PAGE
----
There are a couple major differences between federal (2017 and beyond) and state requirements that are vital. Wisconsin state law does not require turn indicators on IoH vehicles, and amber flashers are only required on tractors and equipment wider than 12 feet or that extend over the center of a roadway.

The specifics of this requirement serve to exclude many common tractors found on Wisconsin farms from the “flashers” requirement as well as many tractor/implement combinations. Also, for equipment less than 12 feet wide, the use of lighting is only “required” in hours of darkness.

Life-saving considerations

As a farm safety specialist who has investigated hundreds of these tragic incidents over the past 35+ years in multiple states (and who grew up on a mid-sized family farm with older equipment, where we farmed across three different counties), here are a few recommendations.

  • If you operate on public roadways (almost all farms do!), you need to make yourself as visible as possible. I always tell farmers, “Light yourself up like a Christmas tree regardless state of federal regulation specifics!”
  • Make sure all lighting and marking (including SMV emblems) is clearly visible from the rear. Living in rural Dane County, I often come up on the back of a tractor and set of wagons or forage boxes in the fall. Often the tractor has all the needed lighting and marking, but sometimes that last hitched wagon does not. Or, another common site is a large manure wagon where nothing is visible from the backside simply because it’s blocked by caked-on manure.
  • Regardless of the lack of turn signal requirements in state law (remember, they are in fact required for 2017 and newer machines), turn indicators are crucial as safety equipment. If there are concerns about cost, age, and capacity of your tractor’s electrical system, etc., check with your dealer about LED lights that can be added to towed or mounted machines at a relatively low cost and easily moved from machine to machine.
  • For equipment under 12-feet in width, while state law says you only need lights activated “during hours of darkness,” that seems silly! If you have them USE THEM! Many highway collisions occur in normal daylight hours.

Finally, recognize that many farm safety issues and incidents would seem to be confined within the affected families when an injury or death occurs. People consider safety-related decisions to be a matter of personal freedom and responsibility. I actually see it a bit differently, as I’ve attended funerals and memorial services where a family member was killed in a farm “accident.” EVERYONE in the community is affected. The losses are forever.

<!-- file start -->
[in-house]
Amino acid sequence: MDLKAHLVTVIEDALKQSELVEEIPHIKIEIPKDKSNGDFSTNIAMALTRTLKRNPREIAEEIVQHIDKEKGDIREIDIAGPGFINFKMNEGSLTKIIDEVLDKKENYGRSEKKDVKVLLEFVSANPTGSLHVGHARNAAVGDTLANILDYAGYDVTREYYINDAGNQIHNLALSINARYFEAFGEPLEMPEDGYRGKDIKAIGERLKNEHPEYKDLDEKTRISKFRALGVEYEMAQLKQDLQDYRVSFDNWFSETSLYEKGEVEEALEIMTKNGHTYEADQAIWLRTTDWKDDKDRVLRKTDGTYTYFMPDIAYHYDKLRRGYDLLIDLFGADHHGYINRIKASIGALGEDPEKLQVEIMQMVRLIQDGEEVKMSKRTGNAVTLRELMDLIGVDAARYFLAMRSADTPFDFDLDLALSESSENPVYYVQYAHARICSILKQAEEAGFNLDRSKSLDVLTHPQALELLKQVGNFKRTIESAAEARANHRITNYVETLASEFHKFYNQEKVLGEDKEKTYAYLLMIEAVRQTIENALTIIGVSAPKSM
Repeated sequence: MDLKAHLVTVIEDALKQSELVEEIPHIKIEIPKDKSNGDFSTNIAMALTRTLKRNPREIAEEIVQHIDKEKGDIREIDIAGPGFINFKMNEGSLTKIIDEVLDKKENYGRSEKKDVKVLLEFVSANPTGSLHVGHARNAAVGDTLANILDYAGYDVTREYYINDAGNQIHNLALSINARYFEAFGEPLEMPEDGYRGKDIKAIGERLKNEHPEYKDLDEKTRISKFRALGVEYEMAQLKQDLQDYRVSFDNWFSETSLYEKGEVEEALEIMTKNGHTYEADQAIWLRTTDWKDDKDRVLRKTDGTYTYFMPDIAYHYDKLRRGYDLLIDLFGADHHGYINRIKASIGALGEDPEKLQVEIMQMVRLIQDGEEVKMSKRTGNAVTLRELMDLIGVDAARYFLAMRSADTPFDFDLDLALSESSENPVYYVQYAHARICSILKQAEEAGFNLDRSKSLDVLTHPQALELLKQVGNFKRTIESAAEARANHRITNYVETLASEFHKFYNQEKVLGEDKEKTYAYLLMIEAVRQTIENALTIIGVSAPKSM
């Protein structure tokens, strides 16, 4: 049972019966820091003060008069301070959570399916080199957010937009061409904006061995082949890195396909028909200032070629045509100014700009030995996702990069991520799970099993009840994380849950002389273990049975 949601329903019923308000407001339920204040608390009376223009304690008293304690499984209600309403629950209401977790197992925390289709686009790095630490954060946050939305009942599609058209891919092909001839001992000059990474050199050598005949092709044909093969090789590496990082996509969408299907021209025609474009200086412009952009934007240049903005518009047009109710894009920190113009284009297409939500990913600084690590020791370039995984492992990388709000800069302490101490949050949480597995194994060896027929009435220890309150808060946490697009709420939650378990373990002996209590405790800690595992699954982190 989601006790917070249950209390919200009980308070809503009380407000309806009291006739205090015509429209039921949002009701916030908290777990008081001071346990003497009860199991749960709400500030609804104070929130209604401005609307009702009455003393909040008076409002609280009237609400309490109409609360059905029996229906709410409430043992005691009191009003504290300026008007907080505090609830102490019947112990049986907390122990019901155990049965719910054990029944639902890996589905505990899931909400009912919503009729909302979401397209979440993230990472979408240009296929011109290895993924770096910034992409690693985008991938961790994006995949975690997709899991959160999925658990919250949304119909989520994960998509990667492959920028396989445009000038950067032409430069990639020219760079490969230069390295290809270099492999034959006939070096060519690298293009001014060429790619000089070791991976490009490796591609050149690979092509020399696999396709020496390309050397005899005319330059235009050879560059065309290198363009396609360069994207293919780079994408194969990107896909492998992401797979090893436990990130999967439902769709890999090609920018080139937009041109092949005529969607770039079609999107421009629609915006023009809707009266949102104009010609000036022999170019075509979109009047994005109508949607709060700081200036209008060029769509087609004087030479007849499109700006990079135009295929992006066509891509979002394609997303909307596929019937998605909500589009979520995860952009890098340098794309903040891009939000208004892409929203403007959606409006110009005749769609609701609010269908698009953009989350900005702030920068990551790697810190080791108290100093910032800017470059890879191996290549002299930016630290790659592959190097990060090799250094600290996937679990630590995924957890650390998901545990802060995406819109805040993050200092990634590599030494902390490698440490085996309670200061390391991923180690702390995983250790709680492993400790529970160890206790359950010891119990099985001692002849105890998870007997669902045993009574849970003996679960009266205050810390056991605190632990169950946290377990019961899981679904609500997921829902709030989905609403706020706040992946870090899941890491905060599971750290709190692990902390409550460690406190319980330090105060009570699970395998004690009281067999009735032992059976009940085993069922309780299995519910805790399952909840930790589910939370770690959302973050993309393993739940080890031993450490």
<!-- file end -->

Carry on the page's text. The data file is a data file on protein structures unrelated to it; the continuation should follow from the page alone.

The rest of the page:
That said, roadway safety is an issue that crosses into the public domain. I am concerned that if this issue is not taken more seriously that we will see actions that will be much more difficult to comply with or that might severely disadvantage key groups of ag producers in our state.

I also see the potential for individuals to be severely impacted economically because of not following some commonsense recommendations, especially when the technology is widely available to make yourself clearly seen when operating on public roadways. This is a common thread of lawsuits that I hear about on a weekly basis in my work. It’s wise for yourself, your family, and those in your local community.

Additional resources

  • Agricultural Vehicle Safety – Lighting and Marking Requirements for all IoH from Wisconsin State Department of Transportation:
  • Lighting and Marking of Agricultural Equipment on Highways Guide – Information that helps comply with federal laws and the National Agricultural Machinery Illumination Safety Act (AMISA) which impacts agricultural equipment produced new after June 22, 2017, is based: 
John Shutske is a professor of biological systems and engineering and is also an extension specialist at University of Wisconsin-Madison.

John Shutske is a professor and extension specialist with the UW-Madison Department of Biological Systems Engineering and UW-Madison Division of Extension, and director of the UW Center for Agricultural Safety and Health and can be reached at

Extension University of Wisconsin-Madison